Erlin profiles a bit like Montgomery, a lefty swingman who gets a fair amount of groundballs. The 28-year old has a 4.98 ERA in 38 career starts, with a 3.39 ERA in 58 relief appearances. He gets a fair amount of whiffs and is throwing a bit harder post-Tommy John surgery, sitting in the low-90s, but he really excels at throwing strikes, walking just 1.74 per-nine-innings in his career. Erlin only has one more year until he hits free agency after the 2020 season, so he’s not really a long-term piece, but he is out of options next year and the Padres may have other arms they want to look at. The Royals could give him a shot in their pitching staff to see if they can flip him for assets next summer.
Carl Edwards, Jr., Cubs
The Royals have already taken one struggling pitcher off the Cubs’ hands, why not another? Edwards was great in Chicago from 2016-2018, with a 3.03 ERA and 12.4 strikeouts-per-nine innings. But he has struggled quite a bit this year with a 5.87 ERA in 15 1⁄3 innings. The 27-year old right hander has missed time with a shoulder injury and was recently demoted to the minors. This is his last option year, but he remains under club control through 2022, so he could be a great reclamation project to serve as a late inning reliever for the Royals if he becomes available.
Others: Carson Fulmer, White Sox; Vince Velasquez, Phillies; Wandy Peralta, Reds; Taylor Wililams, Brewers
Nomar Mazara, Rangers
The Royals have a very fluid outfield situation for next year, with questions on whether Alex Gordon will return, and uncertainty whether Bubba Starling, Brett Phillips, and/or Jorge Bonifacio can stick in the big leagues. The Royals could add a stable big league bat to the outfield by acquiring Mazara, who has fallen out of favor in the Rangers organization. There is a lot of interest in the 24-year old who is hitting .255/.307/.438 with 14 home runs in 91 games this year. He does struggle against left-handers and if the asking price is too high, he may be overvalued at this point. He is already making $3.3 million through arbitration and is under club control through 2021.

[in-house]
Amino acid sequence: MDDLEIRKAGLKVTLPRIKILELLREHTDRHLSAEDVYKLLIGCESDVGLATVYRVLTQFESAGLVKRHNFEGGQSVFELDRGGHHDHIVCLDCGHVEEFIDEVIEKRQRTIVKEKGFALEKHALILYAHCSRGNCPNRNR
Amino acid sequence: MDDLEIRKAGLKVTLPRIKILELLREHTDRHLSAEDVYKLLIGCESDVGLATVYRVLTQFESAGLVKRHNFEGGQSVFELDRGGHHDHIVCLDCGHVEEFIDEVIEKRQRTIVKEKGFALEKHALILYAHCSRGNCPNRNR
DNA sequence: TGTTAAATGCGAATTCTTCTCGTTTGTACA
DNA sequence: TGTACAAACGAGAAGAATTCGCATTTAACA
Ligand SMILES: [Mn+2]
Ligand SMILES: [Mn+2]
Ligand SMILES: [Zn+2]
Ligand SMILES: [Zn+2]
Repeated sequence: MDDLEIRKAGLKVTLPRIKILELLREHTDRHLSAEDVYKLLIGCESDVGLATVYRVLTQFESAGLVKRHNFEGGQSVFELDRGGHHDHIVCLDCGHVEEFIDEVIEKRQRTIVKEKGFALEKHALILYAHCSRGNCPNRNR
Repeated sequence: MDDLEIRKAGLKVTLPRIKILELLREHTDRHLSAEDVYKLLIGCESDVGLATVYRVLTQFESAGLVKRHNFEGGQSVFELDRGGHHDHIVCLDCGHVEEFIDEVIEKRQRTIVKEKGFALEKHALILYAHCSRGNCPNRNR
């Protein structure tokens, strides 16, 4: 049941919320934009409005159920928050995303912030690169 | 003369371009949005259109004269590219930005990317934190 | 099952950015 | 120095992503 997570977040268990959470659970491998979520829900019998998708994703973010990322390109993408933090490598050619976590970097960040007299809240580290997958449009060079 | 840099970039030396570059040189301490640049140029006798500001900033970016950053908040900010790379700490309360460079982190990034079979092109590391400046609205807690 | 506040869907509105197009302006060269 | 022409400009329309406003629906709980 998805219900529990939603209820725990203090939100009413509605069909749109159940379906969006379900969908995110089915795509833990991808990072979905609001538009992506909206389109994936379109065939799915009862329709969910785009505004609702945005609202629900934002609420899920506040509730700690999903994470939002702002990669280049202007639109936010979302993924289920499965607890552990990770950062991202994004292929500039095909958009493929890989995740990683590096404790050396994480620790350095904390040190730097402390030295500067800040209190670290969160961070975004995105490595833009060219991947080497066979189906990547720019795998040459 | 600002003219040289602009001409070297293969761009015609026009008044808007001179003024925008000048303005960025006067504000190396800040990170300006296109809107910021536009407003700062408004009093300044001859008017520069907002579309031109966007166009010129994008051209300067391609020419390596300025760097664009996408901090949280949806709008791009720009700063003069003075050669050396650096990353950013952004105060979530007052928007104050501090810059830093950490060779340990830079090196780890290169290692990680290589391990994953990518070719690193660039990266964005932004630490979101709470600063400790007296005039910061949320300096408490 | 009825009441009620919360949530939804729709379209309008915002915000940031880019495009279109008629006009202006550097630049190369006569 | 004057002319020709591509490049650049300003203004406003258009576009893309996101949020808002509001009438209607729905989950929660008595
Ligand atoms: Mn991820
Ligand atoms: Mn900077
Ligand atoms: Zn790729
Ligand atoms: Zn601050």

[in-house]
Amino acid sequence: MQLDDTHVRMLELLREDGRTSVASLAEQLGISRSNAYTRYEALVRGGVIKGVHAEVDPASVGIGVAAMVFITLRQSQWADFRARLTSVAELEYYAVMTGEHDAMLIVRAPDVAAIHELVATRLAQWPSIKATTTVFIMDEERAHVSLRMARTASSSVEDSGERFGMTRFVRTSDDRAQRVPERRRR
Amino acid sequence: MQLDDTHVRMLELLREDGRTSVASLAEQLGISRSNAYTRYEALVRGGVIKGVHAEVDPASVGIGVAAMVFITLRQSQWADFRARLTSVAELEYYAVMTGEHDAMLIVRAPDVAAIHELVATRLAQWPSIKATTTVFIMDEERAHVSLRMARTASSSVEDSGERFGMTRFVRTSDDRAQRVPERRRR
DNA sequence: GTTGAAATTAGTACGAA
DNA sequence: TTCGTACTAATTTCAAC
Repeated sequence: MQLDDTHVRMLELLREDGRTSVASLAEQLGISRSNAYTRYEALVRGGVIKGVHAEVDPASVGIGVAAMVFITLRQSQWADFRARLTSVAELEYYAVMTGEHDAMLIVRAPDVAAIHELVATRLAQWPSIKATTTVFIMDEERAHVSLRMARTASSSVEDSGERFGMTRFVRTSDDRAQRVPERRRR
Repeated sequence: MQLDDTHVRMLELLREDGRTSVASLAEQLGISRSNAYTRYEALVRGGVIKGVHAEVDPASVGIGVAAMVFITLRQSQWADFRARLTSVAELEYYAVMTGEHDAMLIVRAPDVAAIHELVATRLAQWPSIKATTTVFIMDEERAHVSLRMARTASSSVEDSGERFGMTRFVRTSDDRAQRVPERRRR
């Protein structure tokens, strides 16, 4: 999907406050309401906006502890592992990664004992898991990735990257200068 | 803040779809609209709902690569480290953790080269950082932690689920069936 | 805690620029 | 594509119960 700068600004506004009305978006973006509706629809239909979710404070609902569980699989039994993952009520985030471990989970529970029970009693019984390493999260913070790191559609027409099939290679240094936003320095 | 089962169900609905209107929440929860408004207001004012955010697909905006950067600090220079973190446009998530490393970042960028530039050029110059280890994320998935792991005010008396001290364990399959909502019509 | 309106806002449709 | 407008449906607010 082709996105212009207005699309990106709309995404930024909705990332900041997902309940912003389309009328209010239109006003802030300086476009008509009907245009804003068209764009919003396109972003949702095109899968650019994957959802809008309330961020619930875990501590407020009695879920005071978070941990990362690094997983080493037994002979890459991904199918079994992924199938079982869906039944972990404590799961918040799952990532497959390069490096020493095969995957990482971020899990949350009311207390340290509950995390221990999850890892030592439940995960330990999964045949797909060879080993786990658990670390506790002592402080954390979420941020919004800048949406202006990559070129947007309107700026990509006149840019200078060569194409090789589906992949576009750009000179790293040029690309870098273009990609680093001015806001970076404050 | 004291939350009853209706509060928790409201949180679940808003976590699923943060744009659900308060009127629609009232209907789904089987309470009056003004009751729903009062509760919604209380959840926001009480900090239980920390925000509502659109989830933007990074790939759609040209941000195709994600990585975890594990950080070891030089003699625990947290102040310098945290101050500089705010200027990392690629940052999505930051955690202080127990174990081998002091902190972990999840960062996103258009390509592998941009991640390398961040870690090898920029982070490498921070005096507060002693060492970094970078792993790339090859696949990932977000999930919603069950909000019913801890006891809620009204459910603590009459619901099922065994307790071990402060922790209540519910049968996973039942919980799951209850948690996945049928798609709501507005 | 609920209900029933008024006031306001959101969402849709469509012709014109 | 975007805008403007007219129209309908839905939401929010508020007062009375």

Willie Calhoun, Rangers
If Mazara is the one that stays, Calhoun could be the one that goes. The Rangers have a bit of a logjam in their outfield (although less so now with Joey Gallo out with a hamate injury) and the 24-year old Calhoun has struggled to see big league action. Once ranked as a top prospect, Calhoun has been critical of the organization after being demoted twice this year. The left-fielder has shown good pop in the minors, once hitting 31 home runs in a season, and has held his own in 26 big league games this year, batting .277/.313/.489.
Mallex Smith, Mariners
Smith seems like a player made for the Royals, swiping 67 base over the last two seasons. Mariners GM Jerry DiPoto makes everyone available at all times, so Smith could find himself on the move again, having already played in four organizations by age 26. The left-handed hitter has struggled this year, batting just .236/.304/.363, and he isn’t quite the ballhawk the Royals prefer in center. He is eligible for arbitration this year, but wouldn’t be eligible for free agency until after 2022.
Dalton Pompey, Blue Jays
The Blue Jays have a glut of outfielders they will need to sort through, and Pompey was a casualty of that logjam this week when he was designated for assignment. The 26-year old was once a Top 100 prospect, but was underwhelming in an extended look in the big leagues in 2015, and has struggled and battled injury since then. He brings good speed and defense and solid on-base skills and is capable of playing centerfield. The price tag will be very cheap and the Royals could have another young outfielder to add to their mix. If Pompey doesn’t fit, the Jays could also find speedy centerfielder Jonathan Davis expendable, or the power-hitting (but defensively challenged) Teoscar Hernandez.
Others: Travis Jankowski, Padres; Tyler White, Astros; Ian Happ, Cubs